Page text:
Evolution is Only a Product of Man’s Mind; it is Neither Causal nor Creative

Let us think of evolution in its scientifically accepted terms, where evolution is an objective ontological force which causes and creates, governs and guides objects hither and thither along their existential timelines. Let us think of evolution as an actual thing—objective, distinct, and wholly outside of man’s consciousness. Let us imagine that it possesses its own unique essence. Let us imagine that evolution is not a product of human consciousness but the other way around.

And let us never mind that defining a “process” (or “force”, such as gravity) as being distinct, objective, and possessing its own essence is fraught with rational errors…because a process qua process, like a force qua force, can never be directly observed. Which means that empirically it possesses no existential distinction—it is made manifest only via something else. It possesses no independent ontological value…no meaning or relevance on its own, removed from the objects it is said to guide and govern. Which makes it merely a relative expression of those objects—how object A is observed relative to object B; how object X is observed relative to object.Y, and so on. Which makes its existence purely subjective—subject to the objects it “guides” and “governs”—which means it, itself, does not objectively exist at all.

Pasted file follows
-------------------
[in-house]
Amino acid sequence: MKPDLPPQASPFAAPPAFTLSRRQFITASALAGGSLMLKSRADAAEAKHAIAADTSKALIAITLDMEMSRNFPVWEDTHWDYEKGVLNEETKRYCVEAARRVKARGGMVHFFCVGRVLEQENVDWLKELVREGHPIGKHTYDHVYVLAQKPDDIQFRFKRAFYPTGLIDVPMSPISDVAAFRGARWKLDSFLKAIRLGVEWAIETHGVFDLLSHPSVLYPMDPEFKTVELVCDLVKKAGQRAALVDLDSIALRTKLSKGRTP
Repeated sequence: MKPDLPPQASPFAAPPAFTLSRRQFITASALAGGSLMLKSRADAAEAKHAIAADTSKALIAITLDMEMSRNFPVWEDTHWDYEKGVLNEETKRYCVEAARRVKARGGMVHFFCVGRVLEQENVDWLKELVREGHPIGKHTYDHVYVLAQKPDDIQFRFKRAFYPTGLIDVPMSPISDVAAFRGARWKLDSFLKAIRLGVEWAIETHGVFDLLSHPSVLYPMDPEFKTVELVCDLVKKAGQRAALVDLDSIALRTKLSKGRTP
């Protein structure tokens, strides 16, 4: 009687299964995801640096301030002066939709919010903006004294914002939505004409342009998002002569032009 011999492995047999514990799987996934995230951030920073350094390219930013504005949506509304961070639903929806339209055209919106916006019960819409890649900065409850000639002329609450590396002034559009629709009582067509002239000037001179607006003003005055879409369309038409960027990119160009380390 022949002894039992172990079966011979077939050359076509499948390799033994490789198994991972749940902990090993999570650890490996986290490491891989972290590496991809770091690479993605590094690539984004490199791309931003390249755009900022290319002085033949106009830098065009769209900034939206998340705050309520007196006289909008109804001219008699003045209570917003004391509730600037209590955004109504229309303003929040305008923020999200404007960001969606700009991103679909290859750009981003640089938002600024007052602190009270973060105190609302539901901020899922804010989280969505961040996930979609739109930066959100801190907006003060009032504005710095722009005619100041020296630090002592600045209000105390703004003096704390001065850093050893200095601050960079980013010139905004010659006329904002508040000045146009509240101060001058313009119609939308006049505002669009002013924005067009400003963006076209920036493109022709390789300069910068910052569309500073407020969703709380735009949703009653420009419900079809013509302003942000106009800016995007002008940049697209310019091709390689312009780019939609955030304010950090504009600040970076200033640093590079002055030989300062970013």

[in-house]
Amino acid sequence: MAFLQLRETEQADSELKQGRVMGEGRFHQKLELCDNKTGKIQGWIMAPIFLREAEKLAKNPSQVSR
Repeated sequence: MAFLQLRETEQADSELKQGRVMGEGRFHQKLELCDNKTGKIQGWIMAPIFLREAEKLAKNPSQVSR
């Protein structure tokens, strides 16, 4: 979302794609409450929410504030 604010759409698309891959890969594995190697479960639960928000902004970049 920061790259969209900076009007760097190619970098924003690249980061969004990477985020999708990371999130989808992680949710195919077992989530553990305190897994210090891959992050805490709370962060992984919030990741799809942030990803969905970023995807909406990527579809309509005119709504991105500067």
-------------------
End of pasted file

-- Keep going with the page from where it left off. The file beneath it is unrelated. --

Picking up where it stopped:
Evolution qua evolution can never be directly observed; its “objective” existence which is “outside of man’s consciousness” can only be validated implicitly, which makes describing it in such terms, or even implying that this is its nature, a very curious approach to say the least. It’s more than a little ironic to claim that evolution objectively exists outside of man’s consciousness whilst evolution’s existential relevance requires man’s conscious ability to create meaning beyond what his senses merely deliver. So yes, let us ignore the rational errors inherent to claims of “objectivity” with regards to evolution. Let us pretend that all of the rational errors made by evolutionary apologists who conflate science with philosophy and vice versa can be waved away with a magic scientistic wand, and that, despite all logical and rational evidence to the contrary, evolution is indeed its own distinct thing.

In this case, then, my argument is that evolution, when considered as something existing beyond the confines of man’s mind—beyond the purely conceptual—is wholly redundant and thus wholly irrelevant, and thus cannot actually exist and, of course, has no actual causal nor creative power.

I will break down my argument in parts.

Forgive me, but I must warn you that this could get a little confusing—-not because you will necessarily have trouble understanding the material, but because of my poor writing. I’m aware that my scatterbrained, disorganized writing style is a problem…I’m just not aware of how to fix it yet. Apologies…to you and to myself. Anyway, here we go: